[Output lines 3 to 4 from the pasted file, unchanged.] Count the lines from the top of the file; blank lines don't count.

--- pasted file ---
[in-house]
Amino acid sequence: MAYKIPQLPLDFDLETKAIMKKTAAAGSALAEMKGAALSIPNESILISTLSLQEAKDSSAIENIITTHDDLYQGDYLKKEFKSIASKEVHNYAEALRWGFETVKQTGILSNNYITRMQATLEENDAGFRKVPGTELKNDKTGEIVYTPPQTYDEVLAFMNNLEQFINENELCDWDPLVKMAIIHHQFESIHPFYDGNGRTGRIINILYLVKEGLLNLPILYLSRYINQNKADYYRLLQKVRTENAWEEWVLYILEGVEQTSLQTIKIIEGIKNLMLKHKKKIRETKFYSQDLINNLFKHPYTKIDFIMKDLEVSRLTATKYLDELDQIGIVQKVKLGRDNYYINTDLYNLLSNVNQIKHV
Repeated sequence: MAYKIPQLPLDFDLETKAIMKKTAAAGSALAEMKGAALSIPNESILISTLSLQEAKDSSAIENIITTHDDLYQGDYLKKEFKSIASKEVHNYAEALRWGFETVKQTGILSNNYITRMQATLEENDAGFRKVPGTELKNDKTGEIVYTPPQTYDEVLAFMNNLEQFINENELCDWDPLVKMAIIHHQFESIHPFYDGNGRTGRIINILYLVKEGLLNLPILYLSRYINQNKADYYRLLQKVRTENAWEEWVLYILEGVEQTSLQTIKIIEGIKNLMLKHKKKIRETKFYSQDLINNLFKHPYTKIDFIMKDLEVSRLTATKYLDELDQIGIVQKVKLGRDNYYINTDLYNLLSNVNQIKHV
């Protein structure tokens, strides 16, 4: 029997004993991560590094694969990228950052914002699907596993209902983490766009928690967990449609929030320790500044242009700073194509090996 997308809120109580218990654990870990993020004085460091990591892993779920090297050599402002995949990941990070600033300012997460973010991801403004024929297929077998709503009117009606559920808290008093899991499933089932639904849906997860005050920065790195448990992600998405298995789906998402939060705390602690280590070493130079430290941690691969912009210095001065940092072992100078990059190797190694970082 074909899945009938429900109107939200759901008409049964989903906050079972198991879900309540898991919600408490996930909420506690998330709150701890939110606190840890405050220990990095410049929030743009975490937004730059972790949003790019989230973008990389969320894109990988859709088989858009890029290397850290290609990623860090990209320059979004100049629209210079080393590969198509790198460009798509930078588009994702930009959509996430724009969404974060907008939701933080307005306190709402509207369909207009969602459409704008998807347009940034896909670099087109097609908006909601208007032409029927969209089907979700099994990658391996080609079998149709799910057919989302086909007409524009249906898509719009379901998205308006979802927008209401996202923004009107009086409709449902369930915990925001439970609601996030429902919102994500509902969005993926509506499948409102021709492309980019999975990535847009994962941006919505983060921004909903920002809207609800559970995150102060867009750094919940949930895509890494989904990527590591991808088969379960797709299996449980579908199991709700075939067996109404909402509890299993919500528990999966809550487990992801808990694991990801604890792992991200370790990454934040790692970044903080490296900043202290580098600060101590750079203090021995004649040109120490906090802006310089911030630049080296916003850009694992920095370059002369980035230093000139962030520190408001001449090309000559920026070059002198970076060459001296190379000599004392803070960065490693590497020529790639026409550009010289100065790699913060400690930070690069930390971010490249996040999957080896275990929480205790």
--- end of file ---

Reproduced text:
Repeated sequence: MAYKIPQLPLDFDLETKAIMKKTAAAGSALAEMKGAALSIPNESILISTLSLQEAKDSSAIENIITTHDDLYQGDYLKKEFKSIASKEVHNYAEALRWGFETVKQTGILSNNYITRMQATLEENDAGFRKVPGTELKNDKTGEIVYTPPQTYDEVLAFMNNLEQFINENELCDWDPLVKMAIIHHQFESIHPFYDGNGRTGRIINILYLVKEGLLNLPILYLSRYINQNKADYYRLLQKVRTENAWEEWVLYILEGVEQTSLQTIKIIEGIKNLMLKHKKKIRETKFYSQDLINNLFKHPYTKIDFIMKDLEVSRLTATKYLDELDQIGIVQKVKLGRDNYYINTDLYNLLSNVNQIKHV
């Protein structure tokens, strides 16, 4: 029997004993991560590094694969990228950052914002699907596993209902983490766009928690967990449609929030320790500044242009700073194509090996 997308809120109580218990654990870990993020004085460091990591892993779920090297050599402002995949990941990070600033300012997460973010991801403004024929297929077998709503009117009606559920808290008093899991499933089932639904849906997860005050920065790195448990992600998405298995789906998402939060705390602690280590070493130079430290941690691969912009210095001065940092072992100078990059190797190694970082 074909899945009938429900109107939200759901008409049964989903906050079972198991879900309540898991919600408490996930909420506690998330709150701890939110606190840890405050220990990095410049929030743009975490937004730059972790949003790019989230973008990389969320894109990988859709088989858009890029290397850290290609990623860090990209320059979004100049629209210079080393590969198509790198460009798509930078588009994702930009959509996430724009969404974060907008939701933080307005306190709402509207369909207009969602459409704008998807347009940034896909670099087109097609908006909601208007032409029927969209089907979700099994990658391996080609079998149709799910057919989302086909007409524009249906898509719009379901998205308006979802927008209401996202923004009107009086409709449902369930915990925001439970609601996030429902919102994500509902969005993926509506499948409102021709492309980019999975990535847009994962941006919505983060921004909903920002809207609800559970995150102060867009750094919940949930895509890494989904990527590591991808088969379960797709299996449980579908199991709700075939067996109404909402509890299993919500528990999966809550487990992801808990694991990801604890792992991200370790990454934040790692970044903080490296900043202290580098600060101590750079203090021995004649040109120490906090802006310089911030630049080296916003850009694992920095370059002369980035230093000139962030520190408001001449090309000559920026070059002198970076060459001296190379000599004392803070960065490693590497020529790639026409550009010289100065790699913060400690930070690069930390971010490249996040999957080896275990929480205790």